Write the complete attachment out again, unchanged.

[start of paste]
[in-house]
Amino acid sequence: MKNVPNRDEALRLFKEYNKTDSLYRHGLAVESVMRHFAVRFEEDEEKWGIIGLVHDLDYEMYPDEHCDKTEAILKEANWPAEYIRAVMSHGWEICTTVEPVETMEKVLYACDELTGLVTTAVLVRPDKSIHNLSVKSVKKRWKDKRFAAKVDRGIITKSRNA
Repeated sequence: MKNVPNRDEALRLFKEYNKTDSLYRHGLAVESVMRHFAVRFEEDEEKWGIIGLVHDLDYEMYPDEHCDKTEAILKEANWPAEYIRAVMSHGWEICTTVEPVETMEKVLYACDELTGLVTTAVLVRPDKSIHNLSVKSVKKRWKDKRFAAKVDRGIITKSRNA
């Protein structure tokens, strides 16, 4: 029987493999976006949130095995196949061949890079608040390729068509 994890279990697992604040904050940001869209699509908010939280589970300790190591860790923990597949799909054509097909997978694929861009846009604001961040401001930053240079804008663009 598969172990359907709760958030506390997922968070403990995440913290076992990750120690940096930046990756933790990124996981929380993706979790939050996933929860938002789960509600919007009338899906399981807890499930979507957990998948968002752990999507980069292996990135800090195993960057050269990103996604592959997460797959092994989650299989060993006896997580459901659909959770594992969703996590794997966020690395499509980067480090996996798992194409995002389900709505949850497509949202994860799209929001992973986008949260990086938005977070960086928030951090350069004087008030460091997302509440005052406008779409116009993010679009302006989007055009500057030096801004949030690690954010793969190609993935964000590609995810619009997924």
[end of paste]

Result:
[in-house]
Amino acid sequence: MKNVPNRDEALRLFKEYNKTDSLYRHGLAVESVMRHFAVRFEEDEEKWGIIGLVHDLDYEMYPDEHCDKTEAILKEANWPAEYIRAVMSHGWEICTTVEPVETMEKVLYACDELTGLVTTAVLVRPDKSIHNLSVKSVKKRWKDKRFAAKVDRGIITKSRNA
Repeated sequence: MKNVPNRDEALRLFKEYNKTDSLYRHGLAVESVMRHFAVRFEEDEEKWGIIGLVHDLDYEMYPDEHCDKTEAILKEANWPAEYIRAVMSHGWEICTTVEPVETMEKVLYACDELTGLVTTAVLVRPDKSIHNLSVKSVKKRWKDKRFAAKVDRGIITKSRNA
């Protein structure tokens, strides 16, 4: 029987493999976006949130095995196949061949890079608040390729068509 994890279990697992604040904050940001869209699509908010939280589970300790190591860790923990597949799909054509097909997978694929861009846009604001961040401001930053240079804008663009 598969172990359907709760958030506390997922968070403990995440913290076992990750120690940096930046990756933790990124996981929380993706979790939050996933929860938002789960509600919007009338899906399981807890499930979507957990998948968002752990999507980069292996990135800090195993960057050269990103996604592959997460797959092994989650299989060993006896997580459901659909959770594992969703996590794997966020690395499509980067480090996996798992194409995002389900709505949850497509949202994860799209929001992973986008949260990086938005977070960086928030951090350069004087008030460091997302509440005052406008779409116009993010679009302006989007055009500057030096801004949030690690954010793969190609993935964000590609995810619009997924």